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How should interviews be conducted?
  • Several best practices can help a company conduct a useful exit interview, keeping the departing employee’s comfort and privacy in mind.

What information should employers gather in an exit interview? The reasons for the employee’s departure are a good place to start. From there, departing employees should be guided to indicate what the person liked or disliked during the employee’s tenure, and why. This may be company specific, but some discussion topics to consider include the following:

  • Selection/Hiring process,
  • Compensation/Benefits,
  • Job duties and expectations,
  • Training/Development opportunities,
  • Advancement,
  • Management and supervision,
  • Organizational culture, and
  • Policies/Procedures.

General questions may be asked regarding what the employees might miss about the organization or what the organization can do to make the position better for future employees. The conversation may be opened for general input on improvements the employees may see for the department or the organization as a whole. Perhaps the employees would refer colleagues to the organization, or perhaps not. Finding out why may help shed some light on good points the organization may want to highlight, and negative points that the organization may want to work on.

The employees may also be asked to provide input on the exit interview itself. Again, the setting should be conducive to making the departing employees comfortable. Employees should be told that the information will remain confidential and that the person being interviewed will remain anonymous. The employees should be treated with respect and consideration. Rushing through the process may make individuals feel that the person’s views are unimportant.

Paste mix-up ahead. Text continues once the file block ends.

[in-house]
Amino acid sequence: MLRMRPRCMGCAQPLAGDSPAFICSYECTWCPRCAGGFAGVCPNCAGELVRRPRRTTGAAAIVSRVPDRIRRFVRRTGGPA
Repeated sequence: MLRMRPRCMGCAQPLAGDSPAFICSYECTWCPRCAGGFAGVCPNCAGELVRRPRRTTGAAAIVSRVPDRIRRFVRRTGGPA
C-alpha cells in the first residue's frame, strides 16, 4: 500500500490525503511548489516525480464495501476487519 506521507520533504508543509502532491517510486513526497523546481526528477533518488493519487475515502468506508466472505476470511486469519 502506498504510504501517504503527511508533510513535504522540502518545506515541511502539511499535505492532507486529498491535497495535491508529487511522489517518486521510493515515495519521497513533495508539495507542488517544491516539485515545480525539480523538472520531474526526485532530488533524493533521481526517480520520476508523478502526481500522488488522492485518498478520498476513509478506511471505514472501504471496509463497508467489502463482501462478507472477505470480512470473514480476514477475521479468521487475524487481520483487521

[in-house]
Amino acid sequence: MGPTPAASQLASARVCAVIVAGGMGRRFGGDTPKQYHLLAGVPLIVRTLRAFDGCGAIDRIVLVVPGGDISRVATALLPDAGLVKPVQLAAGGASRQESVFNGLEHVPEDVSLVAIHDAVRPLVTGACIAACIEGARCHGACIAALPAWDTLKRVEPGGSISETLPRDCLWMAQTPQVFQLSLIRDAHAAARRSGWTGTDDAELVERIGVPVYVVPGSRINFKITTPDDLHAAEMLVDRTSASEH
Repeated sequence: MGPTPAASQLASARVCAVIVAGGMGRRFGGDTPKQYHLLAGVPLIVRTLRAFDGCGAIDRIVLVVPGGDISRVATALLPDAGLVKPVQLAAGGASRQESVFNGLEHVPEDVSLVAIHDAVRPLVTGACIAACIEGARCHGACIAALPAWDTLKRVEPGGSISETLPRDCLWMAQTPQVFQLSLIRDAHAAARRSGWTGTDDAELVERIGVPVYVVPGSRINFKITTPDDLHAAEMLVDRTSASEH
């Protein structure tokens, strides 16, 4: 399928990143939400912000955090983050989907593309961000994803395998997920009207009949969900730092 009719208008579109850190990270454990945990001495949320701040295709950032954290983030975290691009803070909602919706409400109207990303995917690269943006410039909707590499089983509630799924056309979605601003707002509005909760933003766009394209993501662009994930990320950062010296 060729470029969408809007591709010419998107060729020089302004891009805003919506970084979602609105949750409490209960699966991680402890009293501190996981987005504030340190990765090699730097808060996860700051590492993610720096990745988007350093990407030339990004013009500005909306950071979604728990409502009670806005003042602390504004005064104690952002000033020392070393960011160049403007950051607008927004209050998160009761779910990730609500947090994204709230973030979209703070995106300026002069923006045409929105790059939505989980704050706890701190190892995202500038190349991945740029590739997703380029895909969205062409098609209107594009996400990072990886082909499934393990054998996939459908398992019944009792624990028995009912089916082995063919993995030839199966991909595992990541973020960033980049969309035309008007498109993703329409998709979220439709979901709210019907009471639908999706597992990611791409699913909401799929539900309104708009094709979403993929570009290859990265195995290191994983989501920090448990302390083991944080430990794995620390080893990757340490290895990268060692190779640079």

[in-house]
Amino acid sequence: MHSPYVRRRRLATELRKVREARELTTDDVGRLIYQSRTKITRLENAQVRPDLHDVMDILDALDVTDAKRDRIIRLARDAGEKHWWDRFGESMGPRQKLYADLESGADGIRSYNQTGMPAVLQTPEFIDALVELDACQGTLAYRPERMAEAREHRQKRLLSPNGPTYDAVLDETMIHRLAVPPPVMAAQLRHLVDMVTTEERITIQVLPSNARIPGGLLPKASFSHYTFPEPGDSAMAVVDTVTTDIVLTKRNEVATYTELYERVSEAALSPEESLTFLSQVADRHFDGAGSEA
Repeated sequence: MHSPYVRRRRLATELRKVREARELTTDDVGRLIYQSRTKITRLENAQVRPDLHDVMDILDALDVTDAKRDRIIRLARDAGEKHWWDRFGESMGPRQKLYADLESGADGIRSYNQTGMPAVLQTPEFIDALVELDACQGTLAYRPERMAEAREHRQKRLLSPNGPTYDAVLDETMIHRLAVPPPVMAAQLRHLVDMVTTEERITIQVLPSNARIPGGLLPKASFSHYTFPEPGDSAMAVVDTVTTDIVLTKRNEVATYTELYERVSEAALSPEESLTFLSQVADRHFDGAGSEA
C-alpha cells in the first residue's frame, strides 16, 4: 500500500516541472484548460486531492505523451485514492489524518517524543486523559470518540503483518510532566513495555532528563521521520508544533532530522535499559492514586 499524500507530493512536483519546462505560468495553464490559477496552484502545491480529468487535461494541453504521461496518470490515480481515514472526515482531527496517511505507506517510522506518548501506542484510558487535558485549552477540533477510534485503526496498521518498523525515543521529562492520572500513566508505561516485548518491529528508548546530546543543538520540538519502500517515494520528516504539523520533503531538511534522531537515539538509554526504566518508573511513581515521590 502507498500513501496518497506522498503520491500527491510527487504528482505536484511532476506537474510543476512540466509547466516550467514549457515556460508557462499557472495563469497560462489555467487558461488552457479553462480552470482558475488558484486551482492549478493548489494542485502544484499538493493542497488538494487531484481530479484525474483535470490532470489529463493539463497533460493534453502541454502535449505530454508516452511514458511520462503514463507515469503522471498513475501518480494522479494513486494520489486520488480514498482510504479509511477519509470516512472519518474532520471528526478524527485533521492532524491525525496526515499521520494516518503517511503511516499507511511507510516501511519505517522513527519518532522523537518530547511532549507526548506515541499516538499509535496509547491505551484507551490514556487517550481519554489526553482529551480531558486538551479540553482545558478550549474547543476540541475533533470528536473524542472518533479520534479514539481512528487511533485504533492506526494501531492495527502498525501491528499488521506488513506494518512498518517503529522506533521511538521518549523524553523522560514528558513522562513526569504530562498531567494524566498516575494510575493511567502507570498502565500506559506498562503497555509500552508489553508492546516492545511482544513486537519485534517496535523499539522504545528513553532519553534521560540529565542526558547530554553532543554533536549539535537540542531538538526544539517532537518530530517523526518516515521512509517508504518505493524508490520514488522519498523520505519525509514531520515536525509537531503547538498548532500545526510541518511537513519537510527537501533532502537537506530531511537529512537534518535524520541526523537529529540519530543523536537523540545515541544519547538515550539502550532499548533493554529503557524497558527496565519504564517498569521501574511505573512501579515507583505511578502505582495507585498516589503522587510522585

Exit interviews are best done face-to-face, and not with a survey or questionnaire. The latter may be used as a secondary method, however, if a face-to-face interview is not possible. The employees may not bother to return the questionnaire.

Conducting the interview in person provides the interviewer with more opportunity to gather in-depth information by watching for body language and other non-verbal cues, encouraging the employees to talk, or guiding the conversation to areas that may be only touched on in a survey.

The person conducting the interview should listen carefully and allow the employees to talk, and refrain from defending the organization’s stance. The interviewer should also take notes.